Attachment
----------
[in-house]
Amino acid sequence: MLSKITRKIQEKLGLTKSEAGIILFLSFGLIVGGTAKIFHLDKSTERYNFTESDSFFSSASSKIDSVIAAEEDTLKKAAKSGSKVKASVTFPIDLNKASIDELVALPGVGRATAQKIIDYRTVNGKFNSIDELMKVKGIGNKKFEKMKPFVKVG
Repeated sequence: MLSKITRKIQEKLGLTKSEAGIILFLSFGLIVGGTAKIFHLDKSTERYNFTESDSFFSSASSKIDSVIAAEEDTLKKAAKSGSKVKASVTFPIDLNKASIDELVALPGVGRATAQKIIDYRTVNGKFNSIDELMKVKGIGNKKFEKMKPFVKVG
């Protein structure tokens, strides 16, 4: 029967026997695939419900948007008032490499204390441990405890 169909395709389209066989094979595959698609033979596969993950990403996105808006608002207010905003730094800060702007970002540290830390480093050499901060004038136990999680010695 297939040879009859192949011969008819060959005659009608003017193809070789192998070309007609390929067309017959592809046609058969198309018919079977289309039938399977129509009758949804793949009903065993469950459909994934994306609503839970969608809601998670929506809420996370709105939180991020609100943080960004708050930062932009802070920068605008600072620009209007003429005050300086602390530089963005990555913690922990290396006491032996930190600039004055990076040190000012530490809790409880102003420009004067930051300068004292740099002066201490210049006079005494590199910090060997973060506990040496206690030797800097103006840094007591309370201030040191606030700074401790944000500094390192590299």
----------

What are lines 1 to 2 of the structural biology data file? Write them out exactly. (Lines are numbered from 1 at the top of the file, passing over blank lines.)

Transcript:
[in-house]
Amino acid sequence: MLSKITRKIQEKLGLTKSEAGIILFLSFGLIVGGTAKIFHLDKSTERYNFTESDSFFSSASSKIDSVIAAEEDTLKKAAKSGSKVKASVTFPIDLNKASIDELVALPGVGRATAQKIIDYRTVNGKFNSIDELMKVKGIGNKKFEKMKPFVKVG